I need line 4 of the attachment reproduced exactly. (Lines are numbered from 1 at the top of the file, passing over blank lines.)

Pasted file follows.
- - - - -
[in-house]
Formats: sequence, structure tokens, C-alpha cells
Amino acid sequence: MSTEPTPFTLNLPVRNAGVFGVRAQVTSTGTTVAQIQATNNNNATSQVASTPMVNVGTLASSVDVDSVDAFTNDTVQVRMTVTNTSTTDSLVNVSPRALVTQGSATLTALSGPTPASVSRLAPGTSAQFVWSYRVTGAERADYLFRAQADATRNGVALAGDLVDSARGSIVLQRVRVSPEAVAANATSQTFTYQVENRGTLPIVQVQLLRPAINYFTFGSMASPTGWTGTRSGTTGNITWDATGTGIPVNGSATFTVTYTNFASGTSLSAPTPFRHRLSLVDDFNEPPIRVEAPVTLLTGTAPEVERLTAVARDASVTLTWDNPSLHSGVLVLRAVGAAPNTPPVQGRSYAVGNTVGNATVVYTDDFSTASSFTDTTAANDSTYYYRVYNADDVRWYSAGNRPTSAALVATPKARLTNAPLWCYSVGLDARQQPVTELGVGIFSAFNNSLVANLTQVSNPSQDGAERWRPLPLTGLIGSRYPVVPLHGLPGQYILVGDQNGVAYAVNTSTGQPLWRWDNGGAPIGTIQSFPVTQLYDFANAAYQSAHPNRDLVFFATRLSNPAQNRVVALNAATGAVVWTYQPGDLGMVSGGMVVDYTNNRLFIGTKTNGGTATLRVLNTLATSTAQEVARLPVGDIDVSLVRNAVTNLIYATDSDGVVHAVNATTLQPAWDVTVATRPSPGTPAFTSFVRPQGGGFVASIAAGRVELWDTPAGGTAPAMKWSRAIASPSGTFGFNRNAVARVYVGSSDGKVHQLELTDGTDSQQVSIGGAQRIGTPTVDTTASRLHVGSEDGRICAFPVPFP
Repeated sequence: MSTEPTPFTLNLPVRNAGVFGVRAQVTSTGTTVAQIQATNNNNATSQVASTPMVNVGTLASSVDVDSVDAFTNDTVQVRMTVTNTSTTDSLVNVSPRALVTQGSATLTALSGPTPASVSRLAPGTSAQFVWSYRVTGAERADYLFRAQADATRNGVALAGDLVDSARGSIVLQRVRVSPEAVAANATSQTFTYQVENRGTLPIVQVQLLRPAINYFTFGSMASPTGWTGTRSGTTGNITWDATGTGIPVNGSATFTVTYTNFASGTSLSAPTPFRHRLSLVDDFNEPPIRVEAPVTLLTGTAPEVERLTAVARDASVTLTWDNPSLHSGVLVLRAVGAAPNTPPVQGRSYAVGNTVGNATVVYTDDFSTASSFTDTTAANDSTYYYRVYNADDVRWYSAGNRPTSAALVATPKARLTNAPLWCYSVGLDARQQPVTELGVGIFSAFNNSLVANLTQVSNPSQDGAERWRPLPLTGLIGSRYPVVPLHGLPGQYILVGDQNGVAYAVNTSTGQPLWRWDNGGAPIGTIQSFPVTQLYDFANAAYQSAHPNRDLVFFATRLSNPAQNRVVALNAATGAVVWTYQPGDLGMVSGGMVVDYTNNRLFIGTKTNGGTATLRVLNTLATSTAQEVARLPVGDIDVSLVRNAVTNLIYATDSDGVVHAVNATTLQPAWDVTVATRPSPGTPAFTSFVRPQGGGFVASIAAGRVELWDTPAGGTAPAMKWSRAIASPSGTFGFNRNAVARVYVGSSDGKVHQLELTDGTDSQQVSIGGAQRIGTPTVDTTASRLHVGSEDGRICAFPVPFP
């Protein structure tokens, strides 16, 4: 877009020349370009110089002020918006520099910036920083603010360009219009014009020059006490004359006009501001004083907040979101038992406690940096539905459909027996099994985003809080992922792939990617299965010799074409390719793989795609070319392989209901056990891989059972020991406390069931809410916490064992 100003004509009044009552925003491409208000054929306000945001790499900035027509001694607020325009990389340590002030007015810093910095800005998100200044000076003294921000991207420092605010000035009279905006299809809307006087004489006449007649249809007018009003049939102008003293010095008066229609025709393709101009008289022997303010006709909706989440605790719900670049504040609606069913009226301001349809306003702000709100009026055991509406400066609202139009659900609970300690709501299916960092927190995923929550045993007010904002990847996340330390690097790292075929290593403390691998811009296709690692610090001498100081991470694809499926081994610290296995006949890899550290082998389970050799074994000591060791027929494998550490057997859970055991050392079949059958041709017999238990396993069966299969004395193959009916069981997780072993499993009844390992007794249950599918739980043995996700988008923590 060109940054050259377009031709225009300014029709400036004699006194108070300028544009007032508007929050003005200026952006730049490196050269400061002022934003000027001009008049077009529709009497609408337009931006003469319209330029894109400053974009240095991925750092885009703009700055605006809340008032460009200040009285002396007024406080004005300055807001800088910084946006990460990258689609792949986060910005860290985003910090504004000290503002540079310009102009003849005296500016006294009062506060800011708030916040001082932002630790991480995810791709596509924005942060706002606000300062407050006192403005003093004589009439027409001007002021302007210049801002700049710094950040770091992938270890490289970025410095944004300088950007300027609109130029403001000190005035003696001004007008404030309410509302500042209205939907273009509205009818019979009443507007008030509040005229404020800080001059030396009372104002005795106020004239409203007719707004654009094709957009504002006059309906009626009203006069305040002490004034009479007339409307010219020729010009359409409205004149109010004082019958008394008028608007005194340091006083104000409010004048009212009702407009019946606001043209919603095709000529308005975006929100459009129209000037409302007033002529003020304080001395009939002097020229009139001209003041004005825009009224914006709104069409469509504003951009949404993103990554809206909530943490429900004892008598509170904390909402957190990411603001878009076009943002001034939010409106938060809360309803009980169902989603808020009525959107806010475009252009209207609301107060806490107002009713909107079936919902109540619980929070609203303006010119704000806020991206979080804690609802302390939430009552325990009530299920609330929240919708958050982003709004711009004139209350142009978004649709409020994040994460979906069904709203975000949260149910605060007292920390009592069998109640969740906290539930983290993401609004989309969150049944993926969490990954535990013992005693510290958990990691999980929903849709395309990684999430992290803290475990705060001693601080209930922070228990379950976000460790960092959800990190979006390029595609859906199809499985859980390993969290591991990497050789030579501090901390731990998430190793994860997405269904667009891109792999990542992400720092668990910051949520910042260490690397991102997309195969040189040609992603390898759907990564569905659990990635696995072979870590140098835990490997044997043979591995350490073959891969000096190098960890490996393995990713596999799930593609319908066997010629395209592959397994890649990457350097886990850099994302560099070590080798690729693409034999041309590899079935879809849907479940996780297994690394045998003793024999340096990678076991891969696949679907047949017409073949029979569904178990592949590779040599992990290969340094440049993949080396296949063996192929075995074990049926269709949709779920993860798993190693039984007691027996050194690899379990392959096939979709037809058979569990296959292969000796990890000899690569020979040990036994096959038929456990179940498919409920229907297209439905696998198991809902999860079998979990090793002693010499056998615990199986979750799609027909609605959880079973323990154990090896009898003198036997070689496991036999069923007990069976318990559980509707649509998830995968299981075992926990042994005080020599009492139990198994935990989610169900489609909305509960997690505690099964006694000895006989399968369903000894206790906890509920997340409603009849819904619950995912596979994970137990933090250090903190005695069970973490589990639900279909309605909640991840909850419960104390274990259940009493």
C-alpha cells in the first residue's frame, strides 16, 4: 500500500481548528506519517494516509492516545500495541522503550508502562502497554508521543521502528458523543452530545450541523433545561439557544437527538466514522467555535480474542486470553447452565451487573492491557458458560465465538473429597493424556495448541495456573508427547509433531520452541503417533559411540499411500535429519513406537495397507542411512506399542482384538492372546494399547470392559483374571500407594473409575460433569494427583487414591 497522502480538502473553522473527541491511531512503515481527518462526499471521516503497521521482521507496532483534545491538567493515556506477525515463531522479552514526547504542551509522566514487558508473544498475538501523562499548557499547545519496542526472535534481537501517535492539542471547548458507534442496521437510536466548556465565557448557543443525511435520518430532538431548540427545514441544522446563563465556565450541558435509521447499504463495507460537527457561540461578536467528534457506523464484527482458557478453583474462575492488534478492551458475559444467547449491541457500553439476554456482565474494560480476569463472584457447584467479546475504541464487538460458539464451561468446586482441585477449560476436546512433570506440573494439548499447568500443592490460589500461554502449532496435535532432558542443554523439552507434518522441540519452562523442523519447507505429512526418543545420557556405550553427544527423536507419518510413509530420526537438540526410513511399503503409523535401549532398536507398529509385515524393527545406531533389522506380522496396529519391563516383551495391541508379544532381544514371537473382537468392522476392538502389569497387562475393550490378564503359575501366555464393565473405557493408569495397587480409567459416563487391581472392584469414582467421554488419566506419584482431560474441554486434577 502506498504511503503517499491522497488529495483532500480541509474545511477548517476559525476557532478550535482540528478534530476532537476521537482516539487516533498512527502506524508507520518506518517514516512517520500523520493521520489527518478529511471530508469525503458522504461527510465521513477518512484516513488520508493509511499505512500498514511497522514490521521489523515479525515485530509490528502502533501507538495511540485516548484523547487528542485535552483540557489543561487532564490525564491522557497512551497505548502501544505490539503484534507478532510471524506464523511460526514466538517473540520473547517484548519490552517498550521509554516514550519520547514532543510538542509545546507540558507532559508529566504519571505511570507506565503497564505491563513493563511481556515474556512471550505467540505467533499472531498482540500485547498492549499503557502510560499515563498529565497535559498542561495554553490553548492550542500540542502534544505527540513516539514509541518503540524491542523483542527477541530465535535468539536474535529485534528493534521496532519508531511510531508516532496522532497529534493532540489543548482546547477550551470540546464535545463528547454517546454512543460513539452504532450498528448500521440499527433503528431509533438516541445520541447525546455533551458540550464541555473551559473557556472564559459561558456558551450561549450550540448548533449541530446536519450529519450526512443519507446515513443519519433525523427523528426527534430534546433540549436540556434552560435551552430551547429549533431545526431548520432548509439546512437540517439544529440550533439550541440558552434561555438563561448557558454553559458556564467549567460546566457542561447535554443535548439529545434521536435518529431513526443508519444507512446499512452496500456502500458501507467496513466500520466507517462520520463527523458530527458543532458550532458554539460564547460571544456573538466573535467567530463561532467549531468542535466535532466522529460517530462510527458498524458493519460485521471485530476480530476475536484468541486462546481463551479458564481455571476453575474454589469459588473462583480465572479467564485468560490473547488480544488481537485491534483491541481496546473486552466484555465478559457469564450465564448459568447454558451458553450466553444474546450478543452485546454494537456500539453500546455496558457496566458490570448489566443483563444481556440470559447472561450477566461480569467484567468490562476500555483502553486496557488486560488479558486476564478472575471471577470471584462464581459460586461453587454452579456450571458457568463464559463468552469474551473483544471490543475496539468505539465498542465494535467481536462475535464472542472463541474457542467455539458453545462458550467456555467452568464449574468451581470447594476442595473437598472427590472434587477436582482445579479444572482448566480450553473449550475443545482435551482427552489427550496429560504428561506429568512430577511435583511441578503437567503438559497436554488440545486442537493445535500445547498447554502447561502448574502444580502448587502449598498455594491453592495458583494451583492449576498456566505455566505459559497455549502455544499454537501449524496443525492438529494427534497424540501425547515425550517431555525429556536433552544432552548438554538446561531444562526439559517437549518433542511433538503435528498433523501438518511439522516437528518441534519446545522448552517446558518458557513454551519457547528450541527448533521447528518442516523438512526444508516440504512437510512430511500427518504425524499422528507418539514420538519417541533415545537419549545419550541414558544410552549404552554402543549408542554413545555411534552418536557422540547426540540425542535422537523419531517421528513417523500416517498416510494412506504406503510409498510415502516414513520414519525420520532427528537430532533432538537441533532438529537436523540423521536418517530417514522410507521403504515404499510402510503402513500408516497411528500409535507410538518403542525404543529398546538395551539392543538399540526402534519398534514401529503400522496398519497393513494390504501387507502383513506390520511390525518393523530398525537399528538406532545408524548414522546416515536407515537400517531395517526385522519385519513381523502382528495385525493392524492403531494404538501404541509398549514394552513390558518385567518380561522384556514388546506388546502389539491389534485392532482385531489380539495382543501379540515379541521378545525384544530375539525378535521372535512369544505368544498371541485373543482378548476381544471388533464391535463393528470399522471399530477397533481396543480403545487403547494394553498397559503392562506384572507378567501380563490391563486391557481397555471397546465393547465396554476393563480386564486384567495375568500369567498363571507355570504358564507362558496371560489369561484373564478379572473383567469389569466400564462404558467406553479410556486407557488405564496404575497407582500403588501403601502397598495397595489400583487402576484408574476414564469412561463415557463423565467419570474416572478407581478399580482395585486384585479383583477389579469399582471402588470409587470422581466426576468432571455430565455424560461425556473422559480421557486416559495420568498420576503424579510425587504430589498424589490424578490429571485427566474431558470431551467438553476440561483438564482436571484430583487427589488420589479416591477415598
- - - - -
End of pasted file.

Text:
Repeated sequence: MSTEPTPFTLNLPVRNAGVFGVRAQVTSTGTTVAQIQATNNNNATSQVASTPMVNVGTLASSVDVDSVDAFTNDTVQVRMTVTNTSTTDSLVNVSPRALVTQGSATLTALSGPTPASVSRLAPGTSAQFVWSYRVTGAERADYLFRAQADATRNGVALAGDLVDSARGSIVLQRVRVSPEAVAANATSQTFTYQVENRGTLPIVQVQLLRPAINYFTFGSMASPTGWTGTRSGTTGNITWDATGTGIPVNGSATFTVTYTNFASGTSLSAPTPFRHRLSLVDDFNEPPIRVEAPVTLLTGTAPEVERLTAVARDASVTLTWDNPSLHSGVLVLRAVGAAPNTPPVQGRSYAVGNTVGNATVVYTDDFSTASSFTDTTAANDSTYYYRVYNADDVRWYSAGNRPTSAALVATPKARLTNAPLWCYSVGLDARQQPVTELGVGIFSAFNNSLVANLTQVSNPSQDGAERWRPLPLTGLIGSRYPVVPLHGLPGQYILVGDQNGVAYAVNTSTGQPLWRWDNGGAPIGTIQSFPVTQLYDFANAAYQSAHPNRDLVFFATRLSNPAQNRVVALNAATGAVVWTYQPGDLGMVSGGMVVDYTNNRLFIGTKTNGGTATLRVLNTLATSTAQEVARLPVGDIDVSLVRNAVTNLIYATDSDGVVHAVNATTLQPAWDVTVATRPSPGTPAFTSFVRPQGGGFVASIAAGRVELWDTPAGGTAPAMKWSRAIASPSGTFGFNRNAVARVYVGSSDGKVHQLELTDGTDSQQVSIGGAQRIGTPTVDTTASRLHVGSEDGRICAFPVPFP